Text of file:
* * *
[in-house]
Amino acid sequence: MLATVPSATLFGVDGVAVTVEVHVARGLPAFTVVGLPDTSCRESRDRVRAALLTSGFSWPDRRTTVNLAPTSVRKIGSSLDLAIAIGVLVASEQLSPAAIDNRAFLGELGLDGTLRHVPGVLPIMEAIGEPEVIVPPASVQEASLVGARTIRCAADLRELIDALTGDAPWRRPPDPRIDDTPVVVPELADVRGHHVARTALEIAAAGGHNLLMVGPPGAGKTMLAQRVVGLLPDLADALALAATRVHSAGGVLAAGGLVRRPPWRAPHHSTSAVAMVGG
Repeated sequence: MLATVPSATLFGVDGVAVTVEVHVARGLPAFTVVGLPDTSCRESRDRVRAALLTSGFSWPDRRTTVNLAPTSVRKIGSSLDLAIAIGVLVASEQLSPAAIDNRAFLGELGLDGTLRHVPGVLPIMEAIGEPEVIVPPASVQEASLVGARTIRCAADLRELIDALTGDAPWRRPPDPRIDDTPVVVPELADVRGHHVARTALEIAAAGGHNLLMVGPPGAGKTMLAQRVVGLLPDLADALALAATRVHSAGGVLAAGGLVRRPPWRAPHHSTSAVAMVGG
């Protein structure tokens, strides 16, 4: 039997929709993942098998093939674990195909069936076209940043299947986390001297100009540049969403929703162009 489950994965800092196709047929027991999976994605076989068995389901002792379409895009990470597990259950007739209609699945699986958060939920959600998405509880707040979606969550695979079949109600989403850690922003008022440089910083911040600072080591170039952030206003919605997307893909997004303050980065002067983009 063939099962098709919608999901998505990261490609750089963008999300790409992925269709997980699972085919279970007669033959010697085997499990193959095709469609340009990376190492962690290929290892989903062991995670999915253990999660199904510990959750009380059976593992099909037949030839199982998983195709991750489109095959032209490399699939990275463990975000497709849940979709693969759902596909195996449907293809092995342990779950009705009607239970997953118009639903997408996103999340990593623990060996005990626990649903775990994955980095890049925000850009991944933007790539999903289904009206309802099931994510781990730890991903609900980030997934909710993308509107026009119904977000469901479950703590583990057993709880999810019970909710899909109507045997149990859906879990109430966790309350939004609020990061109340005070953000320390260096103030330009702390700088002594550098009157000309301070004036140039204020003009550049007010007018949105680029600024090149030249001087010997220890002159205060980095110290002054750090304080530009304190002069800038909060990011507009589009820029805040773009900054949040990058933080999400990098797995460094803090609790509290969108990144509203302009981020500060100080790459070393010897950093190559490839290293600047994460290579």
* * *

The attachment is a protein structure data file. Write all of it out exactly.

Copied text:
[in-house]
Amino acid sequence: MLATVPSATLFGVDGVAVTVEVHVARGLPAFTVVGLPDTSCRESRDRVRAALLTSGFSWPDRRTTVNLAPTSVRKIGSSLDLAIAIGVLVASEQLSPAAIDNRAFLGELGLDGTLRHVPGVLPIMEAIGEPEVIVPPASVQEASLVGARTIRCAADLRELIDALTGDAPWRRPPDPRIDDTPVVVPELADVRGHHVARTALEIAAAGGHNLLMVGPPGAGKTMLAQRVVGLLPDLADALALAATRVHSAGGVLAAGGLVRRPPWRAPHHSTSAVAMVGG
Repeated sequence: MLATVPSATLFGVDGVAVTVEVHVARGLPAFTVVGLPDTSCRESRDRVRAALLTSGFSWPDRRTTVNLAPTSVRKIGSSLDLAIAIGVLVASEQLSPAAIDNRAFLGELGLDGTLRHVPGVLPIMEAIGEPEVIVPPASVQEASLVGARTIRCAADLRELIDALTGDAPWRRPPDPRIDDTPVVVPELADVRGHHVARTALEIAAAGGHNLLMVGPPGAGKTMLAQRVVGLLPDLADALALAATRVHSAGGVLAAGGLVRRPPWRAPHHSTSAVAMVGG
């Protein structure tokens, strides 16, 4: 039997929709993942098998093939674990195909069936076209940043299947986390001297100009540049969403929703162009 489950994965800092196709047929027991999976994605076989068995389901002792379409895009990470597990259950007739209609699945699986958060939920959600998405509880707040979606969550695979079949109600989403850690922003008022440089910083911040600072080591170039952030206003919605997307893909997004303050980065002067983009 063939099962098709919608999901998505990261490609750089963008999300790409992925269709997980699972085919279970007669033959010697085997499990193959095709469609340009990376190492962690290929290892989903062991995670999915253990999660199904510990959750009380059976593992099909037949030839199982998983195709991750489109095959032209490399699939990275463990975000497709849940979709693969759902596909195996449907293809092995342990779950009705009607239970997953118009639903997408996103999340990593623990060996005990626990649903775990994955980095890049925000850009991944933007790539999903289904009206309802099931994510781990730890991903609900980030997934909710993308509107026009119904977000469901479950703590583990057993709880999810019970909710899909109507045997149990859906879990109430966790309350939004609020990061109340005070953000320390260096103030330009702390700088002594550098009157000309301070004036140039204020003009550049007010007018949105680029600024090149030249001087010997220890002159205060980095110290002054750090304080530009304190002069800038909060990011507009589009820029805040773009900054949040990058933080999400990098797995460094803090609790509290969108990144509203302009981020500060100080790459070393010897950093190559490839290293600047994460290579």